Alberta Education has doubled its funding commitment to combat learning disruptions in the early grades and address the complexity of students’ needs.
In a release Tuesday, the province said it will provide an additional $10 million this year to help Grade 1 students who need help catching up to grade level in the areas of foundational math and literacy.
“Alberta’s government is building on last year’s success, where we helped at-risk students catch up to their peers by more than half a year’s worth of learning,” said Minister of Education Adriana LaGrange.
“We are taking action to prevent future challenges for our youngest learners, who are in the critical years of their development.”
The $10 million to support Grade 1 students who require additional support is part of the government’s commitment to provide $110 million over three years for students experiencing both academic and mental health challenges because of the pandemic.
The funding is in addition to the support the government provided in 2021-22, when they committed $45 million to provide extra supports to students in grades 1 to 3. As a result, 70,000 students regained an average of almost seven months of literacy and numeracy development.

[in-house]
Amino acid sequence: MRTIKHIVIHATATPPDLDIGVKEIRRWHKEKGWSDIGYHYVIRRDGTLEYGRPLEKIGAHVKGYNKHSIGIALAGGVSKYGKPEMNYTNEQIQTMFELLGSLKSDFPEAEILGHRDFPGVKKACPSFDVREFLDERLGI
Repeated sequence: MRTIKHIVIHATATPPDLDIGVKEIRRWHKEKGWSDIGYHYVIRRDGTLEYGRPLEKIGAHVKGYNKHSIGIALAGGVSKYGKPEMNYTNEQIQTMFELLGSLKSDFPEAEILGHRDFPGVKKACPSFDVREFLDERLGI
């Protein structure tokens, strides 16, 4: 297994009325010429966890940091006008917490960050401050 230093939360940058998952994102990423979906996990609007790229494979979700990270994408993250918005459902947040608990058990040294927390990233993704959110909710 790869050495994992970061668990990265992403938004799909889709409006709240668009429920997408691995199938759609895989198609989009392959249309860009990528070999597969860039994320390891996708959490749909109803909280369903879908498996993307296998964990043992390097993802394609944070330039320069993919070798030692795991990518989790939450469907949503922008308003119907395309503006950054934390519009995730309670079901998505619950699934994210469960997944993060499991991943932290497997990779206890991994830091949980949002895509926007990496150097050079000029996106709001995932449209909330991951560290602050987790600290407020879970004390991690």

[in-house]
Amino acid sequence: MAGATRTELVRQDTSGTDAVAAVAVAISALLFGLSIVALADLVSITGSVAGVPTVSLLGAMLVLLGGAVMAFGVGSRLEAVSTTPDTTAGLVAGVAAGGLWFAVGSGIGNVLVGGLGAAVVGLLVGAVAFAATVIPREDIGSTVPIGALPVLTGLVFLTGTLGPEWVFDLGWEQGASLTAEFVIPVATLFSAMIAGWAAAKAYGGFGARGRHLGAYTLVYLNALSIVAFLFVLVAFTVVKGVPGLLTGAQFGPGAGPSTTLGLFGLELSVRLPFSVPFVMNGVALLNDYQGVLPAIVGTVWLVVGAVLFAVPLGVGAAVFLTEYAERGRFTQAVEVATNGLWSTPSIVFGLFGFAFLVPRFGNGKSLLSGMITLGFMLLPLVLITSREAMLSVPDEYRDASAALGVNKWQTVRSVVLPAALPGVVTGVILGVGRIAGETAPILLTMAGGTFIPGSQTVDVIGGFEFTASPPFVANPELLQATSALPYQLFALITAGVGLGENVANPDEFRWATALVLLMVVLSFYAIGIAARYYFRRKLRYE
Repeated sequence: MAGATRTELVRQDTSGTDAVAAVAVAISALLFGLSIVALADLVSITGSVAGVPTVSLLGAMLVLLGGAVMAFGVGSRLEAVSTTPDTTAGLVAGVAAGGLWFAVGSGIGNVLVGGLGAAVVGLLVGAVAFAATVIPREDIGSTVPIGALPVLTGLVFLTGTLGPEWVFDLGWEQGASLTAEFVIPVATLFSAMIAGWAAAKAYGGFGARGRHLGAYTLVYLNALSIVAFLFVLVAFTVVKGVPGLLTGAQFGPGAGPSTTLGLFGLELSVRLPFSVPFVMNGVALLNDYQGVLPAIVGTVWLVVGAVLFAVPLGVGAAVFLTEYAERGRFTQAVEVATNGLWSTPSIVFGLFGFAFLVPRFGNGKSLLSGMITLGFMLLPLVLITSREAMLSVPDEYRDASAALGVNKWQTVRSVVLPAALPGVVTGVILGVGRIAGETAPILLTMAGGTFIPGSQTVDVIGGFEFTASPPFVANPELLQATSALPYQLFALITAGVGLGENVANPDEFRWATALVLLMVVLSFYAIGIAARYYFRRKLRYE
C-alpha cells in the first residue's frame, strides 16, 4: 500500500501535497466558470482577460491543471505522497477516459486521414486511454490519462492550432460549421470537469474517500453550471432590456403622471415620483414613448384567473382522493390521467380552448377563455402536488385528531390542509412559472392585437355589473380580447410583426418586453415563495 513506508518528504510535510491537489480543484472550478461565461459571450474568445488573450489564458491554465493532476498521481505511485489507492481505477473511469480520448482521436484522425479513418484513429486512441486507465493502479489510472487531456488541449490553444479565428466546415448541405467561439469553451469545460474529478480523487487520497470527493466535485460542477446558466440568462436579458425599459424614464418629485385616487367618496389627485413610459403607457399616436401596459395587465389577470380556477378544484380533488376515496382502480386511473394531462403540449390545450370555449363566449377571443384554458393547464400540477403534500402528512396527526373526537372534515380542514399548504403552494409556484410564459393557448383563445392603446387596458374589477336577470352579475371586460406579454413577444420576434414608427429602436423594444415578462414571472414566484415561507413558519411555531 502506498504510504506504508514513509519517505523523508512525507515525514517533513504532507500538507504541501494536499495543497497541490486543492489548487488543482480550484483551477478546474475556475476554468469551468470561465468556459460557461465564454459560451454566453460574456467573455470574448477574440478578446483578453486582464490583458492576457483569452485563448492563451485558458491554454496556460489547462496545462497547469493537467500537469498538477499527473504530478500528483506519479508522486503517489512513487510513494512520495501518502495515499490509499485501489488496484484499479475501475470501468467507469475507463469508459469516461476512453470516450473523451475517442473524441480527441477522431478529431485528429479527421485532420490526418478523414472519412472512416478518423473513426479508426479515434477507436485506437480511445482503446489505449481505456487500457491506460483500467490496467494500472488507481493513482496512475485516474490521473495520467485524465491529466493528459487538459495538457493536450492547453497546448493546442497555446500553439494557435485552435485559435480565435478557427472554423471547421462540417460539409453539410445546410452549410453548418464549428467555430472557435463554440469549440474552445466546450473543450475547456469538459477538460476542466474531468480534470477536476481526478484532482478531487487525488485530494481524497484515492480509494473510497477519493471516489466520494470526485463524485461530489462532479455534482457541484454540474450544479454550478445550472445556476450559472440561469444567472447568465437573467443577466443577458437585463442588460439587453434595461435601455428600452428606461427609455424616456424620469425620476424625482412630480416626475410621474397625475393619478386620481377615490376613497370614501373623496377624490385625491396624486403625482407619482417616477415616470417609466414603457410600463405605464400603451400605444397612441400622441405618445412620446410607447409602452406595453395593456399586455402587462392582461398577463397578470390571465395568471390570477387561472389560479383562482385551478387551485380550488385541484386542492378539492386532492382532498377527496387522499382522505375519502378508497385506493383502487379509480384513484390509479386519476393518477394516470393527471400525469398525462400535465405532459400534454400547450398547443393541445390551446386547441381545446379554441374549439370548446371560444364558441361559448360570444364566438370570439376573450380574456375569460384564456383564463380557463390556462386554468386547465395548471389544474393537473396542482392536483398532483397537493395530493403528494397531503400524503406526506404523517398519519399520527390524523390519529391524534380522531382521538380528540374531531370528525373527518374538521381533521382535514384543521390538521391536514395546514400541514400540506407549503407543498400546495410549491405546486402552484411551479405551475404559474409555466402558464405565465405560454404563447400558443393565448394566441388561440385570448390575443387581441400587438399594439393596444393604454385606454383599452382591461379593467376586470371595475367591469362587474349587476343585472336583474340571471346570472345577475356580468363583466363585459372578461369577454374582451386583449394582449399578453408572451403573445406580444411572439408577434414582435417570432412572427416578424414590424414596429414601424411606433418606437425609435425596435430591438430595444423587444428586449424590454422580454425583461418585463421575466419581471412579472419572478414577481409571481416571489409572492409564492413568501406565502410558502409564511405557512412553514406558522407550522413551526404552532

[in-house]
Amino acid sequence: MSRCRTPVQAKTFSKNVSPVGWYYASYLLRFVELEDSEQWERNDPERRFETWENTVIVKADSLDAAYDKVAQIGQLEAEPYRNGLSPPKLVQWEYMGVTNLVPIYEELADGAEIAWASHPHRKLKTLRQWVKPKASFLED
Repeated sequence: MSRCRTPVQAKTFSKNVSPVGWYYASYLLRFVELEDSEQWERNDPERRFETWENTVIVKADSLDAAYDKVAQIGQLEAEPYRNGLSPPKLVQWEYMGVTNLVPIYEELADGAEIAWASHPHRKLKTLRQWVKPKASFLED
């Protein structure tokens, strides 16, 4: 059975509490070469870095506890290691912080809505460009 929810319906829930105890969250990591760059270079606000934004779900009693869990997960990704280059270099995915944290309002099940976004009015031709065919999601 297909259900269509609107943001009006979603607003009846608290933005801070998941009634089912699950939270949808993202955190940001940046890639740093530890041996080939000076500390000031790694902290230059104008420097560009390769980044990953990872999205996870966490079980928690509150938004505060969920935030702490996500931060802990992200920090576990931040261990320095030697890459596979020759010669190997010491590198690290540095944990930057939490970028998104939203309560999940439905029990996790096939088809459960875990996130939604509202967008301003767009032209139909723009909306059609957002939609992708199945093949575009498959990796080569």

The government also indicated that approximately 20 per cent of students required further intervention to catch up. To further support those students, Alberta’s government provided another $10 million to help school authorities continue to support the same cohort of students, who are now in grades 2 to 4.
“Targeted early literacy and numeracy programming is a proven practice that has a significant impact on student learning,” said Scott Morrison, president of the College of Alberta School Superintendents.
“The College of Alberta School Superintendents board of directors appreciates the additional funding to support foundational math and literacy skill development for Alberta Grade 1 students.”
School authorities can begin applying for this funding immediately. The first four months of the school year allowed teachers to assess students and identify students in need of additional interventions and supports.
Beginning in September 2022, school authorities are required to administer literacy and numeracy screening assessments for all students in grades 1 to 3. Students in grades 2 and 3 were assessed earlier this school year, and Grade 1 students were assessed by the end of January 2023. The $10 million the government is adding for this year will help ensure Grade 1 students who are behind grade level will receive the supports they need.
School authorities will reassess students at the end of the school year to measure their progress.